When it comes to protein, unfortunately, most plant milks fall short. Surprisingly, this includes nut milks. In fact, almond and other nut milks are among the lowest in protein, with only about one gram of protein per serving.
“You’d think because almonds have protein, it would appear in almond milk,” Spatola said. “But so much water is used in the process of turning nuts and other foods into milks that their protein is simply diluted away.”
Because plant milks are nutritious, children can safely consume them as part of a healthy balanced diet. However, Spatola recommends only two protein-rich options to support kids’ growing bodies: unsweetened soy milk or pea-protein milk (specifically the brand Ripple).
Do plant milks have any other drawbacks?
Many plant milks are high in carbohydrates and lack the blood-sugar balancing protein found in dairy milk, according to Spatola. People with diabetes and others concerned about blood sugar or insulin levels may prefer to opt for protein-rich, unsweetened pea-protein or soy milk.
While soy raised concern in recent years as researchers questioned its potential role in raising the risk of certain cancers, no clear associations have been found between soy and breast cancer, according to a study published by the National Institutes of Health. In fact, the study showed a higher correlation between dairy milk and breast cancer.
People with nut allergies will want to avoid nut milks and blended plant milks made with nut milk. And if gluten is a concern, be sure to check labels carefully. While some plant milks are gluten-free, others could contain gluten or be cross-contaminated with it.
And when it comes to giving plant milks to pets? Be careful. Many contain ingredients known to be harmful to dogs, cats and other animals, so it’s best to check with a veterinarian first.
What should we avoid when buying plant milk?
“Ingredients will differ, and most of these are unlikely to make or break a plant milk’s nutrition profile,” Spatola said. “But there are two ingredients I would avoid — carrageenan and added sugars.”
Carrageenan is a popular additive that thickens plant milks and makes them more shelf stable. However, research has shown it may promote inflammation or be harmful to the gastrointestinal tract.
And added sugars have been linked to weight gain, fatty liver disease, and chronic conditions like type 2 diabetes. So why include them in plant milks?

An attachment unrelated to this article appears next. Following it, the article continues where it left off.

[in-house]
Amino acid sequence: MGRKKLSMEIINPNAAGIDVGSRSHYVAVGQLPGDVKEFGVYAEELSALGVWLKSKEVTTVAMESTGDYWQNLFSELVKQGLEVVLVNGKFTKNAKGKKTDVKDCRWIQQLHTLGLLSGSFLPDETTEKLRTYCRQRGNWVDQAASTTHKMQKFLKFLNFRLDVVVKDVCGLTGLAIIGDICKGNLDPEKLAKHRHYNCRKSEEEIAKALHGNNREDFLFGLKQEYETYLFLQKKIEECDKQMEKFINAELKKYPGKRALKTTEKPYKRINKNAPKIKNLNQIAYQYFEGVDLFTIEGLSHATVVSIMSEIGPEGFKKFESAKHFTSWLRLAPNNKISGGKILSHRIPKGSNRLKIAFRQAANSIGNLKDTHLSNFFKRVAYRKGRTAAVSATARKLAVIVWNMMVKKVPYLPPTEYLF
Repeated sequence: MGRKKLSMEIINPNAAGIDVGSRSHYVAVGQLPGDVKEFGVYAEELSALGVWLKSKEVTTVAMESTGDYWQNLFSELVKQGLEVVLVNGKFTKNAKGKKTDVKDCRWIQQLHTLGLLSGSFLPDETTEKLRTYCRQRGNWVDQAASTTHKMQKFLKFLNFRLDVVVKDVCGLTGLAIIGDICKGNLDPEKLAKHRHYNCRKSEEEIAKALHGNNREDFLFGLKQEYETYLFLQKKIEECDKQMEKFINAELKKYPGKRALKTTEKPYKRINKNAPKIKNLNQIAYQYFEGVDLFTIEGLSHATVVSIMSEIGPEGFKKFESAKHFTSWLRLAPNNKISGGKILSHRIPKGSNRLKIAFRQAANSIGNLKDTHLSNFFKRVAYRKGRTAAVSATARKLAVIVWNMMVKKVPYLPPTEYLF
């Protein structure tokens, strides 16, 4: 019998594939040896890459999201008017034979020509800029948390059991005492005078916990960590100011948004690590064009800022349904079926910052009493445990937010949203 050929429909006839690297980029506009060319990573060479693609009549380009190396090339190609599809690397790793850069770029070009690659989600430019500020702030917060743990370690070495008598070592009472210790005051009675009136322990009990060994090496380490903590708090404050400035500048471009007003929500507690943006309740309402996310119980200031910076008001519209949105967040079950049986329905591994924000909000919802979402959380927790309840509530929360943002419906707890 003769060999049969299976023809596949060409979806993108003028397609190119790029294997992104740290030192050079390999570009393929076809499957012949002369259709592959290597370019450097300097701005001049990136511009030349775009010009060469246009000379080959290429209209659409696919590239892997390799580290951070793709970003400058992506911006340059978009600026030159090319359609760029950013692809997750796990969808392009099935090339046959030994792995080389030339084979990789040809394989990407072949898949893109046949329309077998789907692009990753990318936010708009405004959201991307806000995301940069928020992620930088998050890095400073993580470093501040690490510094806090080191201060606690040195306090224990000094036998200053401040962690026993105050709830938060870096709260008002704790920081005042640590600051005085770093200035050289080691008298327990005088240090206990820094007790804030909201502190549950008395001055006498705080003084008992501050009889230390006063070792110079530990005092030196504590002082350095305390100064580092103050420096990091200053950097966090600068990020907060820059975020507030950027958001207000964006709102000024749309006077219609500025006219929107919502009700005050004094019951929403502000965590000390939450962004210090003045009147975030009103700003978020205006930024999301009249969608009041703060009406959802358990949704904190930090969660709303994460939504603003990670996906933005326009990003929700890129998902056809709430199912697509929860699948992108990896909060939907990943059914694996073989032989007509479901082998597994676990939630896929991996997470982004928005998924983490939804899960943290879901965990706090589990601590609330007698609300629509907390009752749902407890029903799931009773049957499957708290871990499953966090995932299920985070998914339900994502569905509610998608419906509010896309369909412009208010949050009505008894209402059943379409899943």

“If you drink a glass of cow’s milk, you’ll notice it is inherently sweet,” Spatola said. “So, many of these products try to mimic that by adding sugar. Instead, I always recommend unsweetened, unflavored plant milks.”
These can be flavored at home with a touch of vanilla, cinnamon or cocoa powder — or you could try your hand at making all-natural plant milk at home, starting with the oat milk recipe below. Spatola also included a vegan pancake recipe to use the remaining ground-up oats.
Oat milk recipes
1 cup old-fashioned rolled oats
4 cups water
1 teaspoon vanilla extract
Pinch of salt
Combine oats and water into the carafe of a high-speed blender, and allow to soak undisturbed for 30 minutes. Add the remaining ingredients to the blender, and blend until completely smooth, about 1 minute.
Place a cheesecloth over a bowl and strain the milk through the cheesecloth. Reserve pulp for alternative use. Transfer to a container and refrigerate for up to 5 to 7 days.
Nutrition (serves 4): 80 calories; 1 gram fat (unsaturated); 40 milligrams sodium; 14 grams carbohydrate; 2 grams fiber; 3 grams protein.
Oat milk pulp pancakes (vegan)
1 1/2 cups oat flour
2 teaspoons baking powder
1/4 teaspoon baking soda
1/4 cup oat pulp
1 cup oat milk
2 tablespoons maple syrup
1 teaspoon apple cider vinegar
Pinch of salt
1 tablespoon avocado or canola oil
In a large bowl, whisk together dry ingredients. Add the remaining ingredients to the bowl and mix until just combined and no lumps remain.
Heat a non-stick skillet over medium heat. Add 1/2 tablespoon oil to pan and cook pancakes for about 1 to 2 minutes per side or until golden brown.
Repeat cooking process with all remaining batter. Serve pancakes with fresh berries and pure maple syrup.
Nutrition (serves 6): 184 calories; 5 grams fat; 260 milligrams sodium; 30 grams carbohydrate; 4 grams fiber; 4 grams added sugars; 5 grams protein.